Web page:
On September 25, 1975 the East Baton Rouge Parish Grand Jury indicted Clarence Willis for aggravated rape, a violation of R.S. 14:42. Since the crime with which defendant was charged was committed on September 13, 1975, the law applicable was that enacted by Act 612 of 1975, which provided a penalty of death in the event of conviction. However, Willis' trial did not
ASSIGNMENT OF ERROR NO. 2
While the voir dire examination of prospective jurors was being conducted the court upheld twenty-eight state challenges for cause. The challenges were based on these jurors' stated inability to find the defendant guilty as charged, even in the event that the state satisfied its burden of proof, in light of the fact that such a finding would lead to the imposition of the death penalty. The defense objected to the dismissal of the prospective jurors for cause, arguing that the death penalty under the aggravated rape statute was unconstitutional.
In arguing this assignment defendant points out that the prospective jurors' attitude toward capital punishment should have been irrelevant because the death penalty was not available at the time of his trial in the event of a conviction on the charged offense. The State concedes that Selman held the mandatory death penalty for aggravated rape constitutionally invalid, but argues that the Selman ruling was not final as of the September 1976 date of Willis' trial, there having been pending at that time a rehearing application which was not denied by the United States Supreme Court until October 12, 1976.
Our law provided at that time, as it does now, for a state challenge for cause in the event a prospective juror in a capital case has conscientious scruples against infliction of capital punishment which would preclude a vote in favor of conviction of the crime charged regardless of the evidence developed at trial, or would prevent an impartial decision as to a defendant's guilt.
As noted hereinabove, the United States Supreme Court determined in Selman, supra, that the death penalty in aggravated rape cases in Louisiana was unconstitutional. That opinion was rendered on July 6, 1976. Rule 58 of the United States Supreme Court pertinently provides: ". . . A petition for rehearing of judgments or decisions other than those denying or granting certiorari, may be filed with the clerk in term time or in vacation, within twenty-five days after judgment or decision, unless the time is shortened or enlarged by the court or a justice thereof.. . ." In Selman, within twenty-five days following rendition of the decision of July 6, 1976, a motion for extension of time within which to file a petition for rehearing was filed by the state and was granted, allowing the state until September 1, 1976 in which to file the petition for rehearing.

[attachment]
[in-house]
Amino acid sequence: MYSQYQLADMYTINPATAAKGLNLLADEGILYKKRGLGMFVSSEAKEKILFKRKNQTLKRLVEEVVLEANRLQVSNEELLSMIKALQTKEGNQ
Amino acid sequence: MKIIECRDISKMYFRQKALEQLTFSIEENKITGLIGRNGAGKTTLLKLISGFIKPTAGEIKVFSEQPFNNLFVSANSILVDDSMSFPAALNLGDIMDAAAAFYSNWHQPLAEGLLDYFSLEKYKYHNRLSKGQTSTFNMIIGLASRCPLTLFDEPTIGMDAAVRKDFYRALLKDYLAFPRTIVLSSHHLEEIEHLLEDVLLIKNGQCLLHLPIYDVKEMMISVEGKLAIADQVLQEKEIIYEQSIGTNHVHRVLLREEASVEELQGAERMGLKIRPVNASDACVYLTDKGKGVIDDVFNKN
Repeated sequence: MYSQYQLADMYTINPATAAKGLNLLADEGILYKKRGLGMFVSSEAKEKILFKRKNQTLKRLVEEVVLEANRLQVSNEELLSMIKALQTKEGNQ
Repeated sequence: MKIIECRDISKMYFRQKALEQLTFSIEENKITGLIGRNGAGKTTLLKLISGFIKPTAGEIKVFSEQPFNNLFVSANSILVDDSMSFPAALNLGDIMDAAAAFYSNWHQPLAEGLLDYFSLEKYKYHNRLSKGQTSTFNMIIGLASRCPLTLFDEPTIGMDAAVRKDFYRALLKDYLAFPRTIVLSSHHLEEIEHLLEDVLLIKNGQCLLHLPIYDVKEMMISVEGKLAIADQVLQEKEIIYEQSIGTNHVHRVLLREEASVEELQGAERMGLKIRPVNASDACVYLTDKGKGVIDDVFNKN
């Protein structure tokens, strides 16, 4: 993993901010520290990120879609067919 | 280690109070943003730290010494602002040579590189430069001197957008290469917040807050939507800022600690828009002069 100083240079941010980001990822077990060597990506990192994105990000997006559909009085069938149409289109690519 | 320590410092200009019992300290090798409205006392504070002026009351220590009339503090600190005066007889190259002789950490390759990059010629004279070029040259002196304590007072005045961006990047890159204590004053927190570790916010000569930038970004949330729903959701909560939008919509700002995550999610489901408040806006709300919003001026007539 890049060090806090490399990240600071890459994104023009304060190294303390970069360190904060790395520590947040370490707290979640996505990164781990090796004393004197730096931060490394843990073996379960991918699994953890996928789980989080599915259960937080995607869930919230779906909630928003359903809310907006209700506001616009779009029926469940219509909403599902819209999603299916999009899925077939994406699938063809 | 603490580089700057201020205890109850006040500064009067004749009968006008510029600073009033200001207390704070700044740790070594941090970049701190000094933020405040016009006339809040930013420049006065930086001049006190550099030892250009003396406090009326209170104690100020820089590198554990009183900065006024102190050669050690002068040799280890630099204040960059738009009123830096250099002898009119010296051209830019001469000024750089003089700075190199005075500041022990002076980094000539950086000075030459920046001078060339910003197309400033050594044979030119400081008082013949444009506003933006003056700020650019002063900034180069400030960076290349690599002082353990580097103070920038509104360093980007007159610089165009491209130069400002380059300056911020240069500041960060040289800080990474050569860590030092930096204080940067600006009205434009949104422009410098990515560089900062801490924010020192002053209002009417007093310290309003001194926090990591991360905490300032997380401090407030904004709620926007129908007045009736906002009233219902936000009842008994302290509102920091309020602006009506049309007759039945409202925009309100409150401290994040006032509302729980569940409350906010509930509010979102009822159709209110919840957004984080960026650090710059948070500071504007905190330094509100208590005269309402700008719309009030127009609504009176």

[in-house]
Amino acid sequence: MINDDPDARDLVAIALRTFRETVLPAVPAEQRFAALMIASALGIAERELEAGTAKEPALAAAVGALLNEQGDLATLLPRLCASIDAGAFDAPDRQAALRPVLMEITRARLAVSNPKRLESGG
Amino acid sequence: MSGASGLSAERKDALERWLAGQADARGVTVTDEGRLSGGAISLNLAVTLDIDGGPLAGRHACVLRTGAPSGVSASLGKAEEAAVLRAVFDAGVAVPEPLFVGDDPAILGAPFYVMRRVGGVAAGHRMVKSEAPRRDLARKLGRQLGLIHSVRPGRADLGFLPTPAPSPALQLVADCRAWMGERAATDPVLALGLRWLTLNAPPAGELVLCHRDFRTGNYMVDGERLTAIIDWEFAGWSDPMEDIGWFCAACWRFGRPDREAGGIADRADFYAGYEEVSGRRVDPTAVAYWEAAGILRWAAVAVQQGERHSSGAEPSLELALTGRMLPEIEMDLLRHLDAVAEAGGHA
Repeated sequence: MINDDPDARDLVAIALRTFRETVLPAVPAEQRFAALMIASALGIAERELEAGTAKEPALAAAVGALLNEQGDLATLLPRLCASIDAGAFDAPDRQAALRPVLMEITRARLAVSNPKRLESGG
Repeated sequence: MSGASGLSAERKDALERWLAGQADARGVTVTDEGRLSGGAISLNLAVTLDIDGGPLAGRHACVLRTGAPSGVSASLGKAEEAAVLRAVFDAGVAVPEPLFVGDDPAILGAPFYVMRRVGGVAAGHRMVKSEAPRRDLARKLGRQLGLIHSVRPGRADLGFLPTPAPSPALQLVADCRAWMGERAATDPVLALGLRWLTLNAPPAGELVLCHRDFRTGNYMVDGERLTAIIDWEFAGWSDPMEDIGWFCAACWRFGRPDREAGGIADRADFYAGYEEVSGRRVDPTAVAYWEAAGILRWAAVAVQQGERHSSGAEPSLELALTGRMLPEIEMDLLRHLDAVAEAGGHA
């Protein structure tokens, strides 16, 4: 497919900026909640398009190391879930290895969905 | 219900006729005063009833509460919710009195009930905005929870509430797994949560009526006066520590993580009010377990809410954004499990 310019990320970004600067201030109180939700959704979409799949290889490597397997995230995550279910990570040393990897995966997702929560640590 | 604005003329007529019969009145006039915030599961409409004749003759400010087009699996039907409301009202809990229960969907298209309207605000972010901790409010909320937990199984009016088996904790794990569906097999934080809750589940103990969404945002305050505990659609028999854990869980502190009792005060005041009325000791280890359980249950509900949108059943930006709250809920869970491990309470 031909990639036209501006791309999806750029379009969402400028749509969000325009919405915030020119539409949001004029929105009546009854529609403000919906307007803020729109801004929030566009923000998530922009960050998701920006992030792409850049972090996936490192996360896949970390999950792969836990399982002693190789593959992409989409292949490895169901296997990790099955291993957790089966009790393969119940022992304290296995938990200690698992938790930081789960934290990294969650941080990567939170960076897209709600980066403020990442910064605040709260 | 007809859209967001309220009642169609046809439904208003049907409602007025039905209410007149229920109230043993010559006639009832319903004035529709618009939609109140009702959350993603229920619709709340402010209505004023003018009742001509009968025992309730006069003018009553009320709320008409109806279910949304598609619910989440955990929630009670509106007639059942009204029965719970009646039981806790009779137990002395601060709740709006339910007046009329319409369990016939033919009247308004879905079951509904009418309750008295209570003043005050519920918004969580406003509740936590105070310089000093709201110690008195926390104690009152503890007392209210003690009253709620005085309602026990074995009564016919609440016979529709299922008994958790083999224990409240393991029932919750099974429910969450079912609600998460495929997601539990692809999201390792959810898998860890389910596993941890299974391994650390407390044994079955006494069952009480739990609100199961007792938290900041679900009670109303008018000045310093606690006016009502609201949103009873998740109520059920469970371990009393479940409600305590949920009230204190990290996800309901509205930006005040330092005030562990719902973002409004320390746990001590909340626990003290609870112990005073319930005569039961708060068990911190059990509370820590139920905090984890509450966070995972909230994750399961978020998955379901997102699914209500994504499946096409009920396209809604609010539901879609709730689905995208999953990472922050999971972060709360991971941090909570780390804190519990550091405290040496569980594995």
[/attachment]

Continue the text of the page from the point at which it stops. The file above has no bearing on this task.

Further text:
However, unlike here in Louisiana, where a decision of this Court upon a criminal appeal becomes final only after a timely filed application for rehearing is denied
In Selman, supra, which was decided on the day of adjournment, the state applied for a stay of mandate at the time that it requested time within which to petition for rehearing. The stay of mandate sought by the state was denied, and the United States Supreme Court's mandate was issued, (prior to the date [October 12, 1976] when the state's application for rehearing was denied), on August 11, 1976. Thus the mandate of the United States Supreme Court in Selman, supra, by which the United States Supreme Court apprised this Court that its judgment in State v. Selman,
The state was allowed twenty-eight challenges for cause to which they were not legally entitled. Coupled with the four peremptory challenges which they also exercised, the effect of the rulings was the exercise by the state of more than the twelve peremptory challenges (C.Cr.P. art. 799) to which they were entitled. The negative implication of the second paragraph of C.Cr.P. art. 800 (see footnote three) is that these erroneous rulings do afford the defendant a ground for complaint.
Inasmuch as the error constitutes a substantial violation of a statutory right we are required to reverse defendant's conviction. C.Cr.P. art. 921; State v. Lemelle, 353 So.2d 1312 (La.1978). Defendant's conviction and sentence are thus reversed and set aside and the case remanded for re-trial.
REVERSED AND REMANDED.